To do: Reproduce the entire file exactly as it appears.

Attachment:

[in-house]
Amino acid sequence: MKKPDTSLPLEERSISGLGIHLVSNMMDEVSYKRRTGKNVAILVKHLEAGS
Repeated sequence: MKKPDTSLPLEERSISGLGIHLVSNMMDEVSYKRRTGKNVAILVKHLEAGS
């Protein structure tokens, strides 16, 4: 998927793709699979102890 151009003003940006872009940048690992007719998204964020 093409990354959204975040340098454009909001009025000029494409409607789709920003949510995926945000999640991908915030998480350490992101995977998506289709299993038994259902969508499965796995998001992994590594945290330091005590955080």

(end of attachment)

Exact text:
[in-house]
Amino acid sequence: MKKPDTSLPLEERSISGLGIHLVSNMMDEVSYKRRTGKNVAILVKHLEAGS
Repeated sequence: MKKPDTSLPLEERSISGLGIHLVSNMMDEVSYKRRTGKNVAILVKHLEAGS
């Protein structure tokens, strides 16, 4: 998927793709699979102890 151009003003940006872009940048690992007719998204964020 093409990354959204975040340098454009909001009025000029494409409607789709920003949510995926945000999640991908915030998480350490992101995977998506289709299993038994259902969508499965796995998001992994590594945290330091005590955080």